A drug commonly used to treat arthritis sufferers may also be effective in tackling dry age-related macular degeneration (AMD), a new report has claimed.
Although there are several medications for patients with vision-threatening wet AMD there are no effective treatments for advanced dry AMD, but this may soon change.
That is according to a research group led by Dr Jason Slakter at the New York University School of Medicine, who has tested the effects of fenretinide, a synthetic derivative of vitamin A.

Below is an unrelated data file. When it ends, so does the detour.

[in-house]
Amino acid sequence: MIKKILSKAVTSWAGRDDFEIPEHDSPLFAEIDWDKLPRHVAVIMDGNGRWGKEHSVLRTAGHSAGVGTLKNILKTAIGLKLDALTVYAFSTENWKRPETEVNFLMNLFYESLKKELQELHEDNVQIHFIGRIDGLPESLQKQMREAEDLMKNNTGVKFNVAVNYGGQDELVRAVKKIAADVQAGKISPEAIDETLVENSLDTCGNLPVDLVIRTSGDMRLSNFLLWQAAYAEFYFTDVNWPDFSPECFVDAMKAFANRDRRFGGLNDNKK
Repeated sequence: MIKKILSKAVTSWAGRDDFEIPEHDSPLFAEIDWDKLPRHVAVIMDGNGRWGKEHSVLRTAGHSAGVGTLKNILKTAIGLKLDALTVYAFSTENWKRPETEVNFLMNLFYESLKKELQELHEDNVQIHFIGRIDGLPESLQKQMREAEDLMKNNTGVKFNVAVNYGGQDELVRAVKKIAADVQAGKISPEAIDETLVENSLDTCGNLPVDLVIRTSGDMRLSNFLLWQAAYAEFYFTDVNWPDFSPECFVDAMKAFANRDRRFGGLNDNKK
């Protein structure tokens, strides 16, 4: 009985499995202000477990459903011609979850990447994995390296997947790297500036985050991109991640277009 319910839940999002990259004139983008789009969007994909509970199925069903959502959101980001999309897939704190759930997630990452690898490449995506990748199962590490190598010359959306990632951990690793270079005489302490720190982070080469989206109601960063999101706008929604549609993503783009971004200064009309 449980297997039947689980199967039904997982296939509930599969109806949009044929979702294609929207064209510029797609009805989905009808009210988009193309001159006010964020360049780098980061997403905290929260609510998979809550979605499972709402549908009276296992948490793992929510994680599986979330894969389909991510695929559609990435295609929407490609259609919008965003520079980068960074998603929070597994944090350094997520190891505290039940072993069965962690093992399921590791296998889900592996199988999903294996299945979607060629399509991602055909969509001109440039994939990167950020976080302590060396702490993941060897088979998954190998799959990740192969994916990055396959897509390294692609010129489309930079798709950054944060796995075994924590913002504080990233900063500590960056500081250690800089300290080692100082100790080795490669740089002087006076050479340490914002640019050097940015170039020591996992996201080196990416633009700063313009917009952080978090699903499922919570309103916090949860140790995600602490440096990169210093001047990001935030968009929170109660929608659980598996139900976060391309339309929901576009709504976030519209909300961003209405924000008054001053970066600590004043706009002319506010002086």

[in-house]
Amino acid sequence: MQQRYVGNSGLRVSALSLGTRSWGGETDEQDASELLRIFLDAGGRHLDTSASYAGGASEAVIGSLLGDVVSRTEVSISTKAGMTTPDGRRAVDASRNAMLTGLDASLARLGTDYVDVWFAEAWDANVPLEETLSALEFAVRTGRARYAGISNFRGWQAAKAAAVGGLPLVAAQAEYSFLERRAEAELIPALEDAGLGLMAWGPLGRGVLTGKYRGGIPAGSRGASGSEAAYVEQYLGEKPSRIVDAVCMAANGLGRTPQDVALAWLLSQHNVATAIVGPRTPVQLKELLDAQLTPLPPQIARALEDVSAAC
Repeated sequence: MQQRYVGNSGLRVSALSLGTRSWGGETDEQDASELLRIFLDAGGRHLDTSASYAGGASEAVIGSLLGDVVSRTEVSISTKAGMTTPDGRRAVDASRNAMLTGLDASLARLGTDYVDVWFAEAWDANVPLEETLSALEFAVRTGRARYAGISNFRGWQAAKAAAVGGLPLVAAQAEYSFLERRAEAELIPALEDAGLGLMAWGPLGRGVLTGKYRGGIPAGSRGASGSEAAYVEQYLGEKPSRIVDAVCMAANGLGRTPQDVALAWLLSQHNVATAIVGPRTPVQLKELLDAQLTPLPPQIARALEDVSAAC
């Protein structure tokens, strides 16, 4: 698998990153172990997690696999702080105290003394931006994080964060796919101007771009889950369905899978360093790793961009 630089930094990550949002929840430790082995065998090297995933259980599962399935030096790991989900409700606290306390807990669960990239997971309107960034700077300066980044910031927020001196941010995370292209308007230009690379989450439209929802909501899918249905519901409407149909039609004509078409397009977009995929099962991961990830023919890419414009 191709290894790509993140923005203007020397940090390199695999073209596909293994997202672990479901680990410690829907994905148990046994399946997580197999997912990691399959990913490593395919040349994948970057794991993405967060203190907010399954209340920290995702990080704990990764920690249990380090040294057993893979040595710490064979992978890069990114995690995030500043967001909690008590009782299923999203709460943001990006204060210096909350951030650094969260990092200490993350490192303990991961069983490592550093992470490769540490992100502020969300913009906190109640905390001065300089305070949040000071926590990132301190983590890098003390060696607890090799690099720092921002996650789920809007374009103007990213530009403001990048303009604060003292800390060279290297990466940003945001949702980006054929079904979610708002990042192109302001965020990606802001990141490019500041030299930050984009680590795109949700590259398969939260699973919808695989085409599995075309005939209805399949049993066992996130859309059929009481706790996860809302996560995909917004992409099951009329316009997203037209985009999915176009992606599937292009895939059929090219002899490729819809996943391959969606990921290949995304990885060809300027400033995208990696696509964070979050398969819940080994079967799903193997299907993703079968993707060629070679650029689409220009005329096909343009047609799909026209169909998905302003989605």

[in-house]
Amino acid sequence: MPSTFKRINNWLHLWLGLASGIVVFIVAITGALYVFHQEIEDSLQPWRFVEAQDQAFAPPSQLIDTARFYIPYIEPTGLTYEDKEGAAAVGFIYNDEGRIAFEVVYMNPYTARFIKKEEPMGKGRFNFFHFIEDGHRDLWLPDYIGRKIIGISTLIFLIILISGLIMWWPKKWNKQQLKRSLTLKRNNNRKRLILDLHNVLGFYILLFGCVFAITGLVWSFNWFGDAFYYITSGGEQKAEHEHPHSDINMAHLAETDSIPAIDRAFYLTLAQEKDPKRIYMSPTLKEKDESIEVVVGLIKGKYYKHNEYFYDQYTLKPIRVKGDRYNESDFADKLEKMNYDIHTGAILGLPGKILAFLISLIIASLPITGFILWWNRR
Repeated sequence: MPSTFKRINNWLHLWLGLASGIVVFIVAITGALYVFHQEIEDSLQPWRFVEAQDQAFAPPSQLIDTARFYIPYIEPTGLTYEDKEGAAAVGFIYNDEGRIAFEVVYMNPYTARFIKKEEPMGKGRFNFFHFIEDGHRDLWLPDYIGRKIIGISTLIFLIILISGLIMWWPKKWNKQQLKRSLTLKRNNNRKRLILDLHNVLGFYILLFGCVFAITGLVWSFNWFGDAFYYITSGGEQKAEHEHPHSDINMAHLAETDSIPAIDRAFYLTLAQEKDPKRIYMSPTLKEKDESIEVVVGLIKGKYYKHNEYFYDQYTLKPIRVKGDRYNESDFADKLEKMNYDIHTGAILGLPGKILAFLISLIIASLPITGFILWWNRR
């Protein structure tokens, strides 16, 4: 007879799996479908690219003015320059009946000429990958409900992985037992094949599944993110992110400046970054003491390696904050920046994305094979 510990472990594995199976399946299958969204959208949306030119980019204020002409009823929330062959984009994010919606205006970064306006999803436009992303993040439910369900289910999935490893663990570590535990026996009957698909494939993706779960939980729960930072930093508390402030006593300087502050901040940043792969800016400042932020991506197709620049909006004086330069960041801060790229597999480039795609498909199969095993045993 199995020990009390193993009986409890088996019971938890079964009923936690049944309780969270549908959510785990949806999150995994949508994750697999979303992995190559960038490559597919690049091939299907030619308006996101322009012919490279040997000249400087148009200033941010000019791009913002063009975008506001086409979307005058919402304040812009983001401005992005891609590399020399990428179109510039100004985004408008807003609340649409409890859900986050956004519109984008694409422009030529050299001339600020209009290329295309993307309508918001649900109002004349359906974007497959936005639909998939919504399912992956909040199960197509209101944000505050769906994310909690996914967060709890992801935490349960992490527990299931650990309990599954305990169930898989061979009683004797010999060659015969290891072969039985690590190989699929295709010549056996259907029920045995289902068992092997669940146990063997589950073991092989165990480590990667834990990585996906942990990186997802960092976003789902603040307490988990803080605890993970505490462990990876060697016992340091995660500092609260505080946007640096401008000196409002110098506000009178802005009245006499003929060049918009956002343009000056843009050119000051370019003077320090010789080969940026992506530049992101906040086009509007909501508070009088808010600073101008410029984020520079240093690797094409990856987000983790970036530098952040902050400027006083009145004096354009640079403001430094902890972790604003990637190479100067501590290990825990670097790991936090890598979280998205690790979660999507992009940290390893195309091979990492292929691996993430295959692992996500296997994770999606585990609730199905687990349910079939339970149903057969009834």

He noted that the risk of developing wet AMD decreased almost two-fold in dry AMD patients who took the medication
"Evidence from our study and others points to fenretinide"s potential to treat and prevent diseases of the retina," Dr Slakter noted.
According to a recent report in an issue of the Archives of Ophthalmology, the last decade has seen "substantial changes" in the treatment options available, particularly in the care of neovascular AMD.
by Adrian Galbreth